Dinner For One
What food death row inmates choose for their last meal may provide insight into criminal minds.
Story by EVELYN ESCOTO
There are no five-star chefs preparing the meals, the waiter carries a gun, only an average of two to three people dine there per year, and no one ever tips. Still, the food is to die for.
No, this isn’t a bizarre restaurant for masochistic patrons — it’s for death row inmates. Ronald L. Akers, a professor of criminology at the University of Florida, says how a prisoner spends his $20 on the last meal could offer insight into the mind of a killer.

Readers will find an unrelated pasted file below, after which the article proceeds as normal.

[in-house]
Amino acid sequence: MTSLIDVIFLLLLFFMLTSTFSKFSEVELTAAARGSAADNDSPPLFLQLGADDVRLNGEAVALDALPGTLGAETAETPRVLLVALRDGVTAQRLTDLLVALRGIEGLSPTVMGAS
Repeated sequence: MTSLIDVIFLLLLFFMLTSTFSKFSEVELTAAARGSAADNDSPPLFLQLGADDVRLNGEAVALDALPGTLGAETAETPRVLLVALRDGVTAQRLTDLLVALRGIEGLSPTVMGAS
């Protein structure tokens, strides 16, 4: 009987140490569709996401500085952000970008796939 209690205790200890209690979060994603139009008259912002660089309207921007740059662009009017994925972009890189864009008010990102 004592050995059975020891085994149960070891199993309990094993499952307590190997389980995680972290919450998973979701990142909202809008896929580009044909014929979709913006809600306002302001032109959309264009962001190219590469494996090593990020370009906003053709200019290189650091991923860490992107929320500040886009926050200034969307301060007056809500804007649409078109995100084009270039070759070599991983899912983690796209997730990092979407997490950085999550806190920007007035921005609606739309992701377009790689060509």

Akers says that what a prison inmate decides to have for her or his last meal is very personal. Akers hypothesizes that a refusal to eat a last meal could be for one of two reasons: Inmates are so despaired about their impending death that they simply cannot eat, or it is a final act of defiance.
Akers says that if an inmate chooses a huge meal it could be because the inmate feels like she or he is going to have the best meal she or he has ever had.
“We could only speculate what the implication of the meal might mean but never really know,” Akers says.